According to Bloomberg, the fix is in, and Hillary will win the nomination, regardless of how voters cast their ballots. There are a total of 4,491 delegates who will decide the nominee for the Democratic party's presidential run. Of these, there are 713 superdelegates, who are unelected and accountable to only the leaders of the Democratic party.
So 16 percent of the party's votes are cast by delegates who do not answer to the voters, even though this is the party that claims that each and every person should have a vote, even convicted felons and illegal immigrants. By securing those superdelegates, Hillary ensures that there is a built in margin that any challenger must overcome.
Now don't think that I am in any way saying that the Republicans are any better. The Republican party doesn't use superdelegates. Instead, they have a system where there are "hard" and "soft" delegates. Hard delegates are required to vote for the candidate on the first ballot cast at the convention. After the first ballot, they may vote for whomever they choose. Soft delegates may vote for any candidate they choose, even on the first ballot they cast. There are complicated and vague rules that make this about as clear as Obama's foreign policy.
At the republican convention, there are a total of 2,380 delegates.
There are 126 delegates, about 6 percent of the total, who are complete free agents. These are party leaders and elected officials, three per state or territory, who will go to the convention unbound to any candidate.
Then there are 84 delegates, or 3.5% of the total, who will be selected at state conventions, or appointed by a committee of Republican officials in the state, with no direct or indirect relationship to the popular vote in these states. States like Pennsylvania, Illinois and Louisiana select some of their delegates trough this method, for instance, even though they also pick some through their primaries. These 84 delegates are officially unbound. However, influential Republicans within each state will have some say about just who they are and about which candidate they are most likely to prefer.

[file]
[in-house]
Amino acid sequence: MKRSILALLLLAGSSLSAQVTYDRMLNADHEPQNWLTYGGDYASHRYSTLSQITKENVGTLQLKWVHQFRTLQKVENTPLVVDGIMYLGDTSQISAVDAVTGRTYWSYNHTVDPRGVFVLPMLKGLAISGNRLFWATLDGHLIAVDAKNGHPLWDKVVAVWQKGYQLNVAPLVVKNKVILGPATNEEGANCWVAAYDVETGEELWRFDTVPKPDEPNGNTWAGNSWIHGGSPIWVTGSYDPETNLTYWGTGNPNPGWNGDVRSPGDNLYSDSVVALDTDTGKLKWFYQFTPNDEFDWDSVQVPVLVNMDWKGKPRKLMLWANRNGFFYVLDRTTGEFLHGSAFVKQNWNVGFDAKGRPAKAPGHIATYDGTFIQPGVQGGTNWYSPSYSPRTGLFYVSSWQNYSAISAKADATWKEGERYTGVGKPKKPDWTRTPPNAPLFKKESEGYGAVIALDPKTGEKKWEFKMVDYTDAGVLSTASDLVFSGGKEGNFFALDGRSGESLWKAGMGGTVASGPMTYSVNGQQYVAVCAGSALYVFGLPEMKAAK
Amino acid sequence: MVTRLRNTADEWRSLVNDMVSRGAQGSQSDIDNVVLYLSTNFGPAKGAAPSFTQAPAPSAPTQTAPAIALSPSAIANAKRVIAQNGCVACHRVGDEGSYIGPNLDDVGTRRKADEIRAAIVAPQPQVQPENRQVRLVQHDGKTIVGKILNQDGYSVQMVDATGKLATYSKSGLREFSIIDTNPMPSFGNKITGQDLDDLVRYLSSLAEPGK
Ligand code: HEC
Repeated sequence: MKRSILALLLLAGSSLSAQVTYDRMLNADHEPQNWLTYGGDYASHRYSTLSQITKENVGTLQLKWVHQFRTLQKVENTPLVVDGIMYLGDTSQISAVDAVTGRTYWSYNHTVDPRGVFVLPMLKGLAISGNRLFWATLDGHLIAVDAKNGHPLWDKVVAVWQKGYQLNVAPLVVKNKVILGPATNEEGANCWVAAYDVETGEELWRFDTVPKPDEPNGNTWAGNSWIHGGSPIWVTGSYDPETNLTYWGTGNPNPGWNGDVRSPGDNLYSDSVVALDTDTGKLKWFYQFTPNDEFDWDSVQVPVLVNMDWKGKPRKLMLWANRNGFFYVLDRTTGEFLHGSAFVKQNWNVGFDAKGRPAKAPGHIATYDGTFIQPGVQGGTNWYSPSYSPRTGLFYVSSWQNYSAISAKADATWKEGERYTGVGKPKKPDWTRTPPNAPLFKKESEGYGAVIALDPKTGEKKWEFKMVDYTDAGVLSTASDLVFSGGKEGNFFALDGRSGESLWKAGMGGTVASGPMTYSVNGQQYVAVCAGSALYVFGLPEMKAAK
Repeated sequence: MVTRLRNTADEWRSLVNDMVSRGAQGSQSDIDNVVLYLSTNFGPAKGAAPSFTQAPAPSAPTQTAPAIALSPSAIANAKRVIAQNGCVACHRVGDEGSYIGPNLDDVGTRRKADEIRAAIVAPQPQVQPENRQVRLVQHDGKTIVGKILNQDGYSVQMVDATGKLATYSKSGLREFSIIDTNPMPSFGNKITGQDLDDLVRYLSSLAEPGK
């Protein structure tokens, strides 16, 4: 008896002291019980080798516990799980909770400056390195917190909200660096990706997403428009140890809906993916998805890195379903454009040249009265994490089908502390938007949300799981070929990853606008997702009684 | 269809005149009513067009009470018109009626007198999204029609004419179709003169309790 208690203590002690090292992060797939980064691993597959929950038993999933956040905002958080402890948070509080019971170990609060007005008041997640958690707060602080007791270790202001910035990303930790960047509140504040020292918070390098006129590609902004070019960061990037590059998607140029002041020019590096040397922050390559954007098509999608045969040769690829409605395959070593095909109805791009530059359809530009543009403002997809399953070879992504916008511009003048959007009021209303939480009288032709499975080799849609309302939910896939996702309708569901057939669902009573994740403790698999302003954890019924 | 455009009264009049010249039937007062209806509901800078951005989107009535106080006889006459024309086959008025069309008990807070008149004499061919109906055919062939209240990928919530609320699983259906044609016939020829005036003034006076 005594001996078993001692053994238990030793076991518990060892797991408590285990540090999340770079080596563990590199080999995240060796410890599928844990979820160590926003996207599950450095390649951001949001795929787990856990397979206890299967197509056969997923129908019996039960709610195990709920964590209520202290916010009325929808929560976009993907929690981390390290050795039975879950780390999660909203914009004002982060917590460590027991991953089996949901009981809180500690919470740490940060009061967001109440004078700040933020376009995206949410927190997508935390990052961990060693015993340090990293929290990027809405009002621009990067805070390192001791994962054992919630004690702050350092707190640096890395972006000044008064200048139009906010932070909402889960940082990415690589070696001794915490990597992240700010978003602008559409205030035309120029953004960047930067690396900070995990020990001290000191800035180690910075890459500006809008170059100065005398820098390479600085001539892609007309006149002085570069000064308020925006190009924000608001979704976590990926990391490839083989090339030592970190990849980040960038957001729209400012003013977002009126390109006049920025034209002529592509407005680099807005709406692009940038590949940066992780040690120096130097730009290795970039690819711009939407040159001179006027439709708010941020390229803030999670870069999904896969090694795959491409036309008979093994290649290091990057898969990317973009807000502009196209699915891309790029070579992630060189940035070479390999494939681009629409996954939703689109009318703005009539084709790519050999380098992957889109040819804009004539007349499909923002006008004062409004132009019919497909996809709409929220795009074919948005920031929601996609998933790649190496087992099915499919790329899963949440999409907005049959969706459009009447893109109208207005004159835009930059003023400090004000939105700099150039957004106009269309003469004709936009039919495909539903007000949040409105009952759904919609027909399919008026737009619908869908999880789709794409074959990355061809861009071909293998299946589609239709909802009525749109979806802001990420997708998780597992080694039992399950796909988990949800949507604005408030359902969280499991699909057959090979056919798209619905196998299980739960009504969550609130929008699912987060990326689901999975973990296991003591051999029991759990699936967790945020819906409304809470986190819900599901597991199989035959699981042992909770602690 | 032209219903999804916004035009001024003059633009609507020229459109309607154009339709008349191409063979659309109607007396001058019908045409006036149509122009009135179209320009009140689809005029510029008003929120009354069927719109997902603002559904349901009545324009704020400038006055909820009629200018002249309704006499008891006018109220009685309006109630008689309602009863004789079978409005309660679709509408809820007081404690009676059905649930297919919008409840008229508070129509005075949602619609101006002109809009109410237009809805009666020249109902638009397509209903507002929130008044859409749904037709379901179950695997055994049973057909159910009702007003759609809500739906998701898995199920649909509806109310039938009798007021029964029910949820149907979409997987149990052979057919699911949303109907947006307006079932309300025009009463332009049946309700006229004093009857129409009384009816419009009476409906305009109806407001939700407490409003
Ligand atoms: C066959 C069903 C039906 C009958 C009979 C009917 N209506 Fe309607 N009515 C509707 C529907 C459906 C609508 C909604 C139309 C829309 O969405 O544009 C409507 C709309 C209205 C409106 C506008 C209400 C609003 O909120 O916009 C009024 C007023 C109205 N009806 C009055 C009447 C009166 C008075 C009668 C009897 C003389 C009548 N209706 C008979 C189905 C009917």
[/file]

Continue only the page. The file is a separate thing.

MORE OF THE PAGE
Another group of 188 (7.9% of total delegates) who are picked through a caucus process but are officially unbound to any candidate. In addition to being unbound, these delegates are usually also picked in a way that is separate from the popular vote that is held in each state.
...and the rules go on and on. In short, the voters of each state actually have very little say in who the Republican nominee is, because 16.7% of the delegates are selected by the party leadership, just like the Democratic party does at their convention.
This is why we get the same candidates in election after election, because the leaders of each party want it that way. Our choice between the Democrat or the Republican really isn't a choice at all, because the real choice has already been made in the boardrooms of the ones controlling the purse strings of the two political parties.
Since the rules are set up to deny any new parties to the arena, and the number of Congressional seats has been fixed at a maximum of 411 for over a century, even though the US population has more than tripled in that time span, meaning that we are less represented now that at any other point in history, your vote literally doesn't count.
Which brings me back to the title of this post: "If voting actually changed anything, it would already be illegal"